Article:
SPY HILL Research Spy-Hill.net

Poughkeepsie, New York [DIR] [UP]

We saw (and heard) the space shuttle go by

We saw the space shuttle Discovery wiz by last night, right after it was launched from Florida. It was very cool.

I had read that we might be able to see it from here in New York, so as soon as it launched we bundled up and headed out into the freezing cold with Rusty in tow (actually he had us in tow, as is always the case). We walked up the hill a bit to get away from the street lights and to find a place where we could get a better view the southeast horizon. It was cold with no clouds but not completely clear, with only a few of the brightest stars dimly visible through an indefinite haze.

Nancy saw it first, as a blink through the trees. It was a bright white light, brighter than any star, pulsing slowly with a flashing red light. My initial reaction was that it might be an airplane, but as it rose higher, moving fast from southeast to northeast, you knew it couldn't be a plane based on the speed, which was more like that of a satellite.

After it had passed, which took maybe a minute at most, we went in to warm up. But it turns out it wasn't over yet. About 15 minutes later (I checked the time) we heard a loud, rumbling roar outside, slowly growing louder. I went out to the front porch to see if I could determine a direction to the sound, but it was all around us, kind of how the sound of a noisy freight train going through a small town at night is all around you (but this was louder than the trains here). The rumble was more like when our furnace kicks in, only louder and spread out. Actually, it was just like the rumble of the space shuttle engines which we had heard on NASA's video feed when we'd watched the launch. So we actually heard the shuttle go by as well!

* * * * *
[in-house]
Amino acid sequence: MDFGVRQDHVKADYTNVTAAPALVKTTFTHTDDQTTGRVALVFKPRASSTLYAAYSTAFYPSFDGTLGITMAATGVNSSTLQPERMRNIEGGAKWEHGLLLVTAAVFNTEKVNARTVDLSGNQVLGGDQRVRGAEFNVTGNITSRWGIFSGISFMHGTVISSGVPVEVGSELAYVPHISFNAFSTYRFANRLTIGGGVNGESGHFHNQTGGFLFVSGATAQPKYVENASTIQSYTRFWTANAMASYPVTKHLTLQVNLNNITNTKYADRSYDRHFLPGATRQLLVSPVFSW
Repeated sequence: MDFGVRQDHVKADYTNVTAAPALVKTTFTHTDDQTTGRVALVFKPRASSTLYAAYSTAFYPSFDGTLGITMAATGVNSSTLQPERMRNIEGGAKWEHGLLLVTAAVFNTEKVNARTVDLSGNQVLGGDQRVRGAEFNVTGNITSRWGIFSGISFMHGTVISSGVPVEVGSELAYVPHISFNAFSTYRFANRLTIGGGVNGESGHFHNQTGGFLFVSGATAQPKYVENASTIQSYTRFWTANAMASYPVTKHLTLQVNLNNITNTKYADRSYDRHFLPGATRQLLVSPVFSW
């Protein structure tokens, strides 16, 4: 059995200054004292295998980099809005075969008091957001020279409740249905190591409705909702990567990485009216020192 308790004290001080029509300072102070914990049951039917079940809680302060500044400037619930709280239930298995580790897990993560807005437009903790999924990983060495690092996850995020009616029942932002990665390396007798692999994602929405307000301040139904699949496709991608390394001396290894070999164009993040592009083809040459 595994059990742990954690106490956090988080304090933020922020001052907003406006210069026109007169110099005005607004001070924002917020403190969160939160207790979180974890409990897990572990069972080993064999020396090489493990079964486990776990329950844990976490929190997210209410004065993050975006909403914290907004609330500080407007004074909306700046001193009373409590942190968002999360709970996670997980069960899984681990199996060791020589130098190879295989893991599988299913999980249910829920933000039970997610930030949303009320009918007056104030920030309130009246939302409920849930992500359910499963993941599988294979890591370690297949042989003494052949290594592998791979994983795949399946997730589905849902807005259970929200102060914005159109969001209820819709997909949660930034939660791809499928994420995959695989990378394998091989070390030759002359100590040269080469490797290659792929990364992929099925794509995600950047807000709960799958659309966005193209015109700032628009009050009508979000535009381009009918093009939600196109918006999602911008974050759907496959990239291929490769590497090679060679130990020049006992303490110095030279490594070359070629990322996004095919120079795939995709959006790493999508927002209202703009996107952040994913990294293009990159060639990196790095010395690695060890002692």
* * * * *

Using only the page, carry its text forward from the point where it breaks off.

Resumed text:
Scientist that I am, I had to do a quick cross check. Sound travels at about a mile every 5 seconds, as everybody knows from thunder and lightning. It was 15 minutes after we'd seen the shuttle wiz by, which is 900 seconds. So the distance to the sound source would be around 180 miles. And that is just about right, given what I'd seen on a map for the expected trajectory.

So not only did we see the shuttle, but we heard it go by as well. Very cool.

© Copyright 2006 by Eric Myers

Last modified: 10 December 2006 Copyright © 2006 by Spy Hill Research http://www.spy-hill.net /myers/notes/Discovery.html